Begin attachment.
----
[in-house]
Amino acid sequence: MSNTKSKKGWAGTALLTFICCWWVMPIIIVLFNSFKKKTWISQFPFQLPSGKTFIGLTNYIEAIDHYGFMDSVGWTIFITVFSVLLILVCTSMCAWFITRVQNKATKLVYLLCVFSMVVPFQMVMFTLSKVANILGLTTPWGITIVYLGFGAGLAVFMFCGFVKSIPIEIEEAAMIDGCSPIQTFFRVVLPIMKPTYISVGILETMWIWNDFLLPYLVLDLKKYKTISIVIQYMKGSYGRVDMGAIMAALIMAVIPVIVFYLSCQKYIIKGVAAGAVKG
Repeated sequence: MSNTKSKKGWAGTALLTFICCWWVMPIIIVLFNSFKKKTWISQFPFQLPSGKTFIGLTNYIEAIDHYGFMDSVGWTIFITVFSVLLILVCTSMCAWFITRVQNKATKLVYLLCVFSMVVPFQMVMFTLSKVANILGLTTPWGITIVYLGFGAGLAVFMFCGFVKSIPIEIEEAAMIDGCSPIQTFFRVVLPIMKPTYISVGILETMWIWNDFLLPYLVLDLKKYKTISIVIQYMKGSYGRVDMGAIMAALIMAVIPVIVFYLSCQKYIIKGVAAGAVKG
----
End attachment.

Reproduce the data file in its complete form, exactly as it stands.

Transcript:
[in-house]
Amino acid sequence: MSNTKSKKGWAGTALLTFICCWWVMPIIIVLFNSFKKKTWISQFPFQLPSGKTFIGLTNYIEAIDHYGFMDSVGWTIFITVFSVLLILVCTSMCAWFITRVQNKATKLVYLLCVFSMVVPFQMVMFTLSKVANILGLTTPWGITIVYLGFGAGLAVFMFCGFVKSIPIEIEEAAMIDGCSPIQTFFRVVLPIMKPTYISVGILETMWIWNDFLLPYLVLDLKKYKTISIVIQYMKGSYGRVDMGAIMAALIMAVIPVIVFYLSCQKYIIKGVAAGAVKG
Repeated sequence: MSNTKSKKGWAGTALLTFICCWWVMPIIIVLFNSFKKKTWISQFPFQLPSGKTFIGLTNYIEAIDHYGFMDSVGWTIFITVFSVLLILVCTSMCAWFITRVQNKATKLVYLLCVFSMVVPFQMVMFTLSKVANILGLTTPWGITIVYLGFGAGLAVFMFCGFVKSIPIEIEEAAMIDGCSPIQTFFRVVLPIMKPTYISVGILETMWIWNDFLLPYLVLDLKKYKTISIVIQYMKGSYGRVDMGAIMAALIMAVIPVIVFYLSCQKYIIKGVAAGAVKG